Observation of fast Auger scattering in Landau-quantized graphene
Graphene subject to the external magnetic field, with its electronic states quantized into a discrete Landau levels, represents a natural playground to study interactions among charged Dirac-type carriers. Fractional quantum Hall effect, nowadays widely explored in both graphene monolayer and bilayer, is the most representative demonstration of such correlated-electron phenomena.
A recent publication, resulting from an international collaboration of researchers from Germany, France, and USA, reports on another manifestation of electron-electron interaction in Landau-quantized graphene, this time observed in a purely optical experiment. Exciting electrons between Landau levels by pulsed infrared laser, time-resolved spectroscopy (pump-probe technique) allowed the researchers to study mechanisms of carrier relaxation back to thermal equilibrium. Among them, surprisingly fast Auger processes (electron-electron scattering) have been identified. Such processes are well-known and studied in conventional materials, nevertheless, they were originally expected to vanish in graphene due to its specific non-equidistant spacing of Landau levels. Understanding such efficient Auger scattering in graphene represents a basic prerequisite for possible construction of Landau level laser on Dirac-type electrons – theoretically predicted widely tunable source of infrared radiation.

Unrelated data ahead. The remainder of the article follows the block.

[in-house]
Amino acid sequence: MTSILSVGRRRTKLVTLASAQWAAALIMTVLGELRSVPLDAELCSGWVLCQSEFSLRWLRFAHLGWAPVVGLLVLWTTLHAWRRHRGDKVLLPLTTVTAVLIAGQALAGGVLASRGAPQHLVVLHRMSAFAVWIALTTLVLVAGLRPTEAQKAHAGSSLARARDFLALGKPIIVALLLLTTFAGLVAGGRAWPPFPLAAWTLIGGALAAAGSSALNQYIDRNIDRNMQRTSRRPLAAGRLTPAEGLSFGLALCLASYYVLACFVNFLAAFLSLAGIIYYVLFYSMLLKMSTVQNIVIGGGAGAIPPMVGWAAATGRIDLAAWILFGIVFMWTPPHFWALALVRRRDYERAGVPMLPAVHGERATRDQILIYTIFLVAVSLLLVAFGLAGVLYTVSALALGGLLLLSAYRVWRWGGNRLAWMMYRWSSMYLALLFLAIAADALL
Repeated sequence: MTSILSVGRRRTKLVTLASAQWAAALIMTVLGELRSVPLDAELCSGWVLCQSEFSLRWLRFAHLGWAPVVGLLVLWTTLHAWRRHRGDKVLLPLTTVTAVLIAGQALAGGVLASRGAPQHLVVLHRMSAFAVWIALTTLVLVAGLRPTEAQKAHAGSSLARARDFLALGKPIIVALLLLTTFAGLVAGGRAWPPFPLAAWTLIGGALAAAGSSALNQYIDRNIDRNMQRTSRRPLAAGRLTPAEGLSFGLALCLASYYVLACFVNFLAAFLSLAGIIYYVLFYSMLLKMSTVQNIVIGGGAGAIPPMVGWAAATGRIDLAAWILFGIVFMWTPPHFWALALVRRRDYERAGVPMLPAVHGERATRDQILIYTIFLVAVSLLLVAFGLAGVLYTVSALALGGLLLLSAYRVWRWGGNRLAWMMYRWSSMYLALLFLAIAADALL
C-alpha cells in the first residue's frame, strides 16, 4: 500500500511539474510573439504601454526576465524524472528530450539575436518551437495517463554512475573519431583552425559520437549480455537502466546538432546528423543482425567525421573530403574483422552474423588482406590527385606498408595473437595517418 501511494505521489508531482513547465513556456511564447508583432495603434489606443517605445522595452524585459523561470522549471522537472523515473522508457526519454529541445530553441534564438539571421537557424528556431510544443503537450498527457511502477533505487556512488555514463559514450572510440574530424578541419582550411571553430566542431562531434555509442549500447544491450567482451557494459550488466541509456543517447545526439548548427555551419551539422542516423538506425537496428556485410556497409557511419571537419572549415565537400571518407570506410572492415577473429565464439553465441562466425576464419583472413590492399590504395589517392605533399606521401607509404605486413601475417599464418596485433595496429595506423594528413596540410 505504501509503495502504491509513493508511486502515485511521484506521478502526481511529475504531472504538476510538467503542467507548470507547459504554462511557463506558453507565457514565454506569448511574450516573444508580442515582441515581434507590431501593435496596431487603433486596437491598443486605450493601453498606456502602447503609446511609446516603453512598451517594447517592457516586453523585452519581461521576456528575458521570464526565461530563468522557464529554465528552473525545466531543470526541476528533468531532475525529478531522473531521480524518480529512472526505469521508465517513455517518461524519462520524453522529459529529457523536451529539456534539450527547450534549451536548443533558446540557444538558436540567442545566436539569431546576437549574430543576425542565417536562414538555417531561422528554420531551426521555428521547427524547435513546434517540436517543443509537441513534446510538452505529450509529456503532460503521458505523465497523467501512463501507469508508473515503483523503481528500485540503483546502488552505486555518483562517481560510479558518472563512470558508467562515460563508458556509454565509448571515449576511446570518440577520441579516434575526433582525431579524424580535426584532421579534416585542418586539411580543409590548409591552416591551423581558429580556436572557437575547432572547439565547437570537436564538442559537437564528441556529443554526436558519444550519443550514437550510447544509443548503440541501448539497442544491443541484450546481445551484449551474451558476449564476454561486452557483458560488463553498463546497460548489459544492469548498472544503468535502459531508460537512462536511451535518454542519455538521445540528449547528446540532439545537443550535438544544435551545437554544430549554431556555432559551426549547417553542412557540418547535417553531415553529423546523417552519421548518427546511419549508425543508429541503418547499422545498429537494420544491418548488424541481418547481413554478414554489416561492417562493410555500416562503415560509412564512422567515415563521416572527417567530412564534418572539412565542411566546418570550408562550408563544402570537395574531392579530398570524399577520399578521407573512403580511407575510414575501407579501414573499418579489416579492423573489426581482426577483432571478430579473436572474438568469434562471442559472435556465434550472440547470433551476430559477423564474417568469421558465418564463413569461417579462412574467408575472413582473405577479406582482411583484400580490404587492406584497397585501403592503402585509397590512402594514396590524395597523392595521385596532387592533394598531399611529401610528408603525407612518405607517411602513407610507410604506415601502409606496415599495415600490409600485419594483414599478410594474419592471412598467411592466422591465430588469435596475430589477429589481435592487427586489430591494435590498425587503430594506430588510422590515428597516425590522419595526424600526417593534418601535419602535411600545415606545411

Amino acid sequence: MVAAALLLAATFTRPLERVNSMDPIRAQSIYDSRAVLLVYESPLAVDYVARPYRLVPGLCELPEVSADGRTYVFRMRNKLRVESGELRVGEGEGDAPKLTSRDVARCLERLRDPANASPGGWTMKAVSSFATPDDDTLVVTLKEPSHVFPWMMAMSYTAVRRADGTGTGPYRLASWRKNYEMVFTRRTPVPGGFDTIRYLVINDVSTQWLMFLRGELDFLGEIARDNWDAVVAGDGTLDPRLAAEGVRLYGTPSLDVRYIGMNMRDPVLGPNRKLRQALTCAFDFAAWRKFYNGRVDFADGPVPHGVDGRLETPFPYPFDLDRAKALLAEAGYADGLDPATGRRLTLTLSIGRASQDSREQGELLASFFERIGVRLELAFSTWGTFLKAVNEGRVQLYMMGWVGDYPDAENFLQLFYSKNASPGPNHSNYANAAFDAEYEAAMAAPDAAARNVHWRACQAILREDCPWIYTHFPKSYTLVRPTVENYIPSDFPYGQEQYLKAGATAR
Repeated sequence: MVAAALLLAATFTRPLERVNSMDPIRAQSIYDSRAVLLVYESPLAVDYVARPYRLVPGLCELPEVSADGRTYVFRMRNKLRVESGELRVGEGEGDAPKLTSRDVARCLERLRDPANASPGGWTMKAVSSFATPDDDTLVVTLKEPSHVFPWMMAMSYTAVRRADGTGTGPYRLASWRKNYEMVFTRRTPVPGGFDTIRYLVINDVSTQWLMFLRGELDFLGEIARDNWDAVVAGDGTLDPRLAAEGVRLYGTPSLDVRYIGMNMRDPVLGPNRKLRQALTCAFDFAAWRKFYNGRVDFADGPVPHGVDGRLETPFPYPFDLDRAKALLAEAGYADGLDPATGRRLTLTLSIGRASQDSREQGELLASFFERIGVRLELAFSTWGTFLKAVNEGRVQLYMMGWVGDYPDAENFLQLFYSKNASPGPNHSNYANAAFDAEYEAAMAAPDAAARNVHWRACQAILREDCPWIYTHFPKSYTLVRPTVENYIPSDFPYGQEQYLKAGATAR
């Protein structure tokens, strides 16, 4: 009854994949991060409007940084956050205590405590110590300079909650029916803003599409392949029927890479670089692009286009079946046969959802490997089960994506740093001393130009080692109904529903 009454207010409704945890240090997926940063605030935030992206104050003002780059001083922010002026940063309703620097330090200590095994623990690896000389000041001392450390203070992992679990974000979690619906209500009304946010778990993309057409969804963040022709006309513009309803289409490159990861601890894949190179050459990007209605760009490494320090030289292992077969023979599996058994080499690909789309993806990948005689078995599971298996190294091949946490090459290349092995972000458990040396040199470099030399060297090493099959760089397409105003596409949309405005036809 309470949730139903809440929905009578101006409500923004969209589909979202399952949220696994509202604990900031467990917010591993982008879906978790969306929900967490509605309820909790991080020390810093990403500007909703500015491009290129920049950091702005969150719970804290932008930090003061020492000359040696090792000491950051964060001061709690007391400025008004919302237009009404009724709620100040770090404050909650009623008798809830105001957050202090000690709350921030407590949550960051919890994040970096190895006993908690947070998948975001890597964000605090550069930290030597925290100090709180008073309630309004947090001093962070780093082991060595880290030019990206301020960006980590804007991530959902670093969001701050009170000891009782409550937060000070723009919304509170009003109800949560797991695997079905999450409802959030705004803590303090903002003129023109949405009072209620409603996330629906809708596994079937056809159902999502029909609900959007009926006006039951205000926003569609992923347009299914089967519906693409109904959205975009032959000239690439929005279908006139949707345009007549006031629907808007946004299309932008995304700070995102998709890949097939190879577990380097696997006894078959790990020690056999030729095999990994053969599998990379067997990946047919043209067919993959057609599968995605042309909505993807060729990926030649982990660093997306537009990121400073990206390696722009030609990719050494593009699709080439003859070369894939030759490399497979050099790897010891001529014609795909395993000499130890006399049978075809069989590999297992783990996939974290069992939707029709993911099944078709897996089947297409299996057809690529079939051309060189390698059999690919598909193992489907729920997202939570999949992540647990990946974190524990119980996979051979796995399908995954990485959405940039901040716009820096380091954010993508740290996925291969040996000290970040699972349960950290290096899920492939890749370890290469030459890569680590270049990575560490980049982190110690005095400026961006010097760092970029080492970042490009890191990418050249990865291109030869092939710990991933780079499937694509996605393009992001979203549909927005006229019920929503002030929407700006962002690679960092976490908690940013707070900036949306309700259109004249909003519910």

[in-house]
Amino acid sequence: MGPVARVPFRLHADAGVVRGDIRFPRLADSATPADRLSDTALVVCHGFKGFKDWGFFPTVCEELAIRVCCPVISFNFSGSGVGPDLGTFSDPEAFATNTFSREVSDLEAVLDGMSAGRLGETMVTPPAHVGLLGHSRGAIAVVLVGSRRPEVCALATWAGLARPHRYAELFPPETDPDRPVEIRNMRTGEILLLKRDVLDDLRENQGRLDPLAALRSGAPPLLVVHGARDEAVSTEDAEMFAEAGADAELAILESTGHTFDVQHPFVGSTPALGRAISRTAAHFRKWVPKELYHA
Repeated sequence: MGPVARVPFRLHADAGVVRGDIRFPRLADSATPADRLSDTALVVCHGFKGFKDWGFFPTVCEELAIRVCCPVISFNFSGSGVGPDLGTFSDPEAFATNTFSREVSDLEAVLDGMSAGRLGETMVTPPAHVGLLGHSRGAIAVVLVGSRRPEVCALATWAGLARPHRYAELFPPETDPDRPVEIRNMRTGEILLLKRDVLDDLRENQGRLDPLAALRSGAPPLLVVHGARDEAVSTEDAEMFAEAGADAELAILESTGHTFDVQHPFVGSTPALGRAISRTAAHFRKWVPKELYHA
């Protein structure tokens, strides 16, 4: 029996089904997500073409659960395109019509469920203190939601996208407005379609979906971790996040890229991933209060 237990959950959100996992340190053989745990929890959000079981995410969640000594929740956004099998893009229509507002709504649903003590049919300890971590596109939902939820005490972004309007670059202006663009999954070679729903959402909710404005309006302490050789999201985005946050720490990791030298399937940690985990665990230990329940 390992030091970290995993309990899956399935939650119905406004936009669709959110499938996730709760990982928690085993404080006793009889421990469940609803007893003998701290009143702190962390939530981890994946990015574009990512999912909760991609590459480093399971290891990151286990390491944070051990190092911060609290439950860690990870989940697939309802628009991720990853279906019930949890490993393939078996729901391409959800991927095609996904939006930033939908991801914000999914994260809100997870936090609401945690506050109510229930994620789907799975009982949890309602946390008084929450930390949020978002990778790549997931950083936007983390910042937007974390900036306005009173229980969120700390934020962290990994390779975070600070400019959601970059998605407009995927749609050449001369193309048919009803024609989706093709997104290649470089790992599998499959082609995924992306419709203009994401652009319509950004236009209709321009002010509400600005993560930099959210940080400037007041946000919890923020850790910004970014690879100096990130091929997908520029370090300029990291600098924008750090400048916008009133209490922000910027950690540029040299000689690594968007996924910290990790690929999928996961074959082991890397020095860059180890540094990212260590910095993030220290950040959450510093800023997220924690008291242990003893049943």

Fig. 1 : Relative changes of graphene’s transmission induced by a picosend pulse of infrared radiation for various magnetic fields. In the inset, the pump–probe experiment is schematically depicted.
M. Mittendorff, F. Wendler, E. Malic, A. Knorr, M. Orlita, M. Potemski, C. Berger, W. A. de Heer, H. Schneider, M. Helm and S. Winnerl, Nature Physics, aop (2014), doi :10.1038/nphys3164
Stephan Winnerl & Martin Mittendorff, HZ Dresden-Rossendorf (firstname.lastname@example.org)